These are not the same thing. Getting better requires dismantling barriers that block improvement. Not getting worse requires building barriers to block deterioration.
When things get tough and people start to panic it is common to see corners being cut and short-term quick fixes taking priority over long-term common sense. The best defense against this self-defeating behaviour is the courage and discipline to say “This is our safety line in the quality sand and we do not cross it“. This is not dogma it is discipline. Dogma is blind acceptance; discipline is applied wisdom.
Leaders show their mettle when times are difficult not when times are easy. A leader who abandons their espoused principles when under pressure is a liability to themselves and to their teams and organisations.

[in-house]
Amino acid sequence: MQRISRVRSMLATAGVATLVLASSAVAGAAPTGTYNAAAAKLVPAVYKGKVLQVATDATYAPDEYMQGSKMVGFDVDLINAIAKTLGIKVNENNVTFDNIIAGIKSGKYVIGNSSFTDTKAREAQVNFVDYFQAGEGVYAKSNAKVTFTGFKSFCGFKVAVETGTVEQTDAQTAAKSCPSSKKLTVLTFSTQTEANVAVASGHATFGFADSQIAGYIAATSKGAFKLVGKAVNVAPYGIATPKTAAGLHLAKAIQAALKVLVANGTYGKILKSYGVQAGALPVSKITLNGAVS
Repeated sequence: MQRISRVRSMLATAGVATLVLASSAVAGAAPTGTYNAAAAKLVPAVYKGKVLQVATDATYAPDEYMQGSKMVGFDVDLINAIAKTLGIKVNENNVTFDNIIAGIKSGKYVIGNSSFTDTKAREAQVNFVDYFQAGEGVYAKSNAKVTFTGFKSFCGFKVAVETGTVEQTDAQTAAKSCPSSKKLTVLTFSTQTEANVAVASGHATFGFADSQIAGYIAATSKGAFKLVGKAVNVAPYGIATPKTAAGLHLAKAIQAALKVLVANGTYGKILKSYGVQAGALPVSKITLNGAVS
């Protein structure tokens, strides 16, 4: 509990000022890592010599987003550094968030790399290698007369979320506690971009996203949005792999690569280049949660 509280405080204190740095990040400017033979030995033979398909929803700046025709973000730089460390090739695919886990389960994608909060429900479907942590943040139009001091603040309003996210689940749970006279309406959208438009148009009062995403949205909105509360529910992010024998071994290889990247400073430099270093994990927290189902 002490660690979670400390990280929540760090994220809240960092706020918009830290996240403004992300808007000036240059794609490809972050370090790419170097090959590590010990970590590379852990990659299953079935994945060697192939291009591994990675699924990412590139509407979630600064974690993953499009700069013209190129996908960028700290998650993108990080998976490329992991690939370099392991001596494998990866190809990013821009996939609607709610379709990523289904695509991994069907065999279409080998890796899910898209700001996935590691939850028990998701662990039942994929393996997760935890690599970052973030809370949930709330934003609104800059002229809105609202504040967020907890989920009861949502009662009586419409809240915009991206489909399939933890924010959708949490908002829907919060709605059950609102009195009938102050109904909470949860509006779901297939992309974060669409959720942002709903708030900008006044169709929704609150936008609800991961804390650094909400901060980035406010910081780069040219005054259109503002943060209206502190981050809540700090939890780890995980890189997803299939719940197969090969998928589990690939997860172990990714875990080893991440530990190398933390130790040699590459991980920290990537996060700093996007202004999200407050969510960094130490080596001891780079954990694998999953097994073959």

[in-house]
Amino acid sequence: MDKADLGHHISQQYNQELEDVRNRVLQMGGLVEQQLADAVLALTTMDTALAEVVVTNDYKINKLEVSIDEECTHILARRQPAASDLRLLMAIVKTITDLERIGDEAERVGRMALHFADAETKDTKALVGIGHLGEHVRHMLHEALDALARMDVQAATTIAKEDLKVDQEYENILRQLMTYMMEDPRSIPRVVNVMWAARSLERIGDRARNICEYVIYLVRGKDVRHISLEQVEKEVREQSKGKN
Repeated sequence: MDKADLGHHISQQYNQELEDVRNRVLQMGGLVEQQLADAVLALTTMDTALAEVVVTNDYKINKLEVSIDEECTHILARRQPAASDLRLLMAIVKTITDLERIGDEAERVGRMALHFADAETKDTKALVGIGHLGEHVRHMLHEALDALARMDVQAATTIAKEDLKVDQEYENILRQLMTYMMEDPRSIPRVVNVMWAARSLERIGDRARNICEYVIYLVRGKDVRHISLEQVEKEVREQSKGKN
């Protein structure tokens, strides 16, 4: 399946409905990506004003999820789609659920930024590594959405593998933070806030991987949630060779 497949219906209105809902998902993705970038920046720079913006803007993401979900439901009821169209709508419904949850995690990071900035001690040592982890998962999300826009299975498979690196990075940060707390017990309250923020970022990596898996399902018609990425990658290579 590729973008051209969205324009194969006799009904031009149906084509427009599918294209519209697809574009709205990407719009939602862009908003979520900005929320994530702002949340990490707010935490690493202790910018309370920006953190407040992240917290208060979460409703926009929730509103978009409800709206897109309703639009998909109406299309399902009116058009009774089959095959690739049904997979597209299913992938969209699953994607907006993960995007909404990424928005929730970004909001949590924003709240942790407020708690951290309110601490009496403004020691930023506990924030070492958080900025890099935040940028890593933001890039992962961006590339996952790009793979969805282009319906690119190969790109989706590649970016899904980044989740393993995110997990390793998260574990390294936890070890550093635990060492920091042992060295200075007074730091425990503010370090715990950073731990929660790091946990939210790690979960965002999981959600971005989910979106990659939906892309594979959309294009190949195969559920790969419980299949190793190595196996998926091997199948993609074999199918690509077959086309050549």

The barrier that prevents descent into chaos is not the leader – it is the principle that there is a minimum level of acceptable quality – the line that will not be crossed. So when a decision needs to be made between safety and money the choice is not open to debate. Safety comes first.
Only those who believe that higher quality always costs more will argue for compromise. So when the going gets tough those who question the Safety Line in the Quality Sand are the ones to challenge by respectfully reminding them of their own principles.
This challenge will require courage because they may be the ones in the seats of power. But when leaders compromise their own principles they have sacrificed their credibility and have abdicated their power.